A science article in the New York Times today about a new AI algorithm that allows a computer to teach itself to win games not through brute computing power, but by learning (on its own) the deeper principles underlying the game.
AlphaZero played the previously stronger number crunching chess program, Stockfish:
We seem to be entering the unnerving territory envisioned in the science fiction I devoured as a youth:Most unnerving was that AlphaZero seemed to express insight. It played like no computer ever has, intuitively and beautifully, with a romantic, attacking style. It played gambits and took risks. In some games it paralyzed Stockfish and toyed with it. While conducting its attack in Game 10, AlphaZero retreated its queen back into the corner of the board on its own side, far from Stockfish’s king, not normally where an attacking queen should be placed.
Yet this peculiar retreat was venomous: No matter how Stockfish replied, it was doomed. It was almost as if AlphaZero was waiting for Stockfish to realize, after billions of brutish calculations, how hopeless its position truly was, so that the beast could relax and expire peacefully, like a vanquished bull before a matador. Grandmasters had never seen anything like it. AlphaZero had the finesse of a virtuoso and the power of a machine. It was humankind’s first glimpse of an awesome new kind of intelligence.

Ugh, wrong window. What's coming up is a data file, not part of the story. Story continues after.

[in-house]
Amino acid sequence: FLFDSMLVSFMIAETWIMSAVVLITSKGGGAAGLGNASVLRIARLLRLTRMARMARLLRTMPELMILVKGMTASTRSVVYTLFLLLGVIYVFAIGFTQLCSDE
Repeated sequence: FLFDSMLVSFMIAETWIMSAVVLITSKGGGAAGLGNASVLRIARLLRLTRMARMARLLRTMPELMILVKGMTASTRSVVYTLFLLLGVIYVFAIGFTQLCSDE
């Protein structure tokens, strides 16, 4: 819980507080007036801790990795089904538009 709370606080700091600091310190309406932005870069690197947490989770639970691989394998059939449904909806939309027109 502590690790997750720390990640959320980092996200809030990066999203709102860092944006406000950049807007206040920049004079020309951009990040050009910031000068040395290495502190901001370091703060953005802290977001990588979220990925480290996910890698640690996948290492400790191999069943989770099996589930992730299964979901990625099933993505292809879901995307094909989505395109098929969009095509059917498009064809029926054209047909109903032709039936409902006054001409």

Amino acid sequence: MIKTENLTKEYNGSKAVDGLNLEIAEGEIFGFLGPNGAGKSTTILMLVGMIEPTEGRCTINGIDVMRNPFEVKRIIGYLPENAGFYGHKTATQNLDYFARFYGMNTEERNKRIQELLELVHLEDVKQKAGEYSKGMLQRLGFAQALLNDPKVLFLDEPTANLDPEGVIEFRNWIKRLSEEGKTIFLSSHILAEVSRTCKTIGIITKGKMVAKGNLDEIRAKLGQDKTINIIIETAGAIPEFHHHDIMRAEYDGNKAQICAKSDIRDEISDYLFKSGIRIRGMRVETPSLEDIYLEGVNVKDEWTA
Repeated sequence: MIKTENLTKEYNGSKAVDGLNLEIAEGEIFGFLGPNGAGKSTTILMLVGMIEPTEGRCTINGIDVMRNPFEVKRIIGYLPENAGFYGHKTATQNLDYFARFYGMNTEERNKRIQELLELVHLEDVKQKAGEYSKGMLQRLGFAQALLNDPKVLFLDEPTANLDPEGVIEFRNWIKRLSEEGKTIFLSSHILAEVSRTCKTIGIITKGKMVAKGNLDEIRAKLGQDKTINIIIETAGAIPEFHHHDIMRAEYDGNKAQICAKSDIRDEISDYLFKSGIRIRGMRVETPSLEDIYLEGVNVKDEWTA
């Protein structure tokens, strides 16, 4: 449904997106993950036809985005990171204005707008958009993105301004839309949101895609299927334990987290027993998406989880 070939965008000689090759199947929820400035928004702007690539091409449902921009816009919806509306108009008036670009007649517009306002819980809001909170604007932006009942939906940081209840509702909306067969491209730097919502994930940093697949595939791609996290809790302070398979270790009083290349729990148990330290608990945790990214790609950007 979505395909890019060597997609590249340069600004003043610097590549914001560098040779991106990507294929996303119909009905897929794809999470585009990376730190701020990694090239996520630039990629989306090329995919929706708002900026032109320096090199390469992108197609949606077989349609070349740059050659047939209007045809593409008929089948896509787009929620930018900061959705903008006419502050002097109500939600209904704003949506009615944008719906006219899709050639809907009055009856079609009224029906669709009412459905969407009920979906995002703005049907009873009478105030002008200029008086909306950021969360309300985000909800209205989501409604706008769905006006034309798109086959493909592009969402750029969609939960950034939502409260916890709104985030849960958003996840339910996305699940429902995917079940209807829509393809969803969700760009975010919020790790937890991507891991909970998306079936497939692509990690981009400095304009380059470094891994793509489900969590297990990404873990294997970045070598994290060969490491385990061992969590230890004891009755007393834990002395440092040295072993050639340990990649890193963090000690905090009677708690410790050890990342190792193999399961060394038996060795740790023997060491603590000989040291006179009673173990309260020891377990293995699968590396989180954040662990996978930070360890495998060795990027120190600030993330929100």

Suppose that deeper patterns exist to be discovered — in the ways genes are regulated or cancer progresses; in the orchestration of the immune system; in the dance of subatomic particles. And suppose that these patterns can be predicted, but only by an intelligence far superior to ours. If AlphaInfinity could identify and understand them, it would seem to us like an oracle.
We would sit at its feet and listen intently. We would not understand why the oracle was always right, but we could check its calculations and predictions against experiments and observations, and confirm its revelations. Science, that signal human endeavor, would reduce our role to that of spectators, gaping in wonder and confusion.
Maybe eventually our lack of insight would no longer bother us. After all, AlphaInfinity could cure all our diseases, solve all our scientific problems and make all our other intellectual trains run on time. We did pretty well without much insight for the first 300,000 years or so of our existence as Homosapiens. And we’ll have no shortage of memory: we will recall with pride the golden era of human insight, this glorious interlude, a few thousand years long, between our uncomprehending past and our incomprehensible future.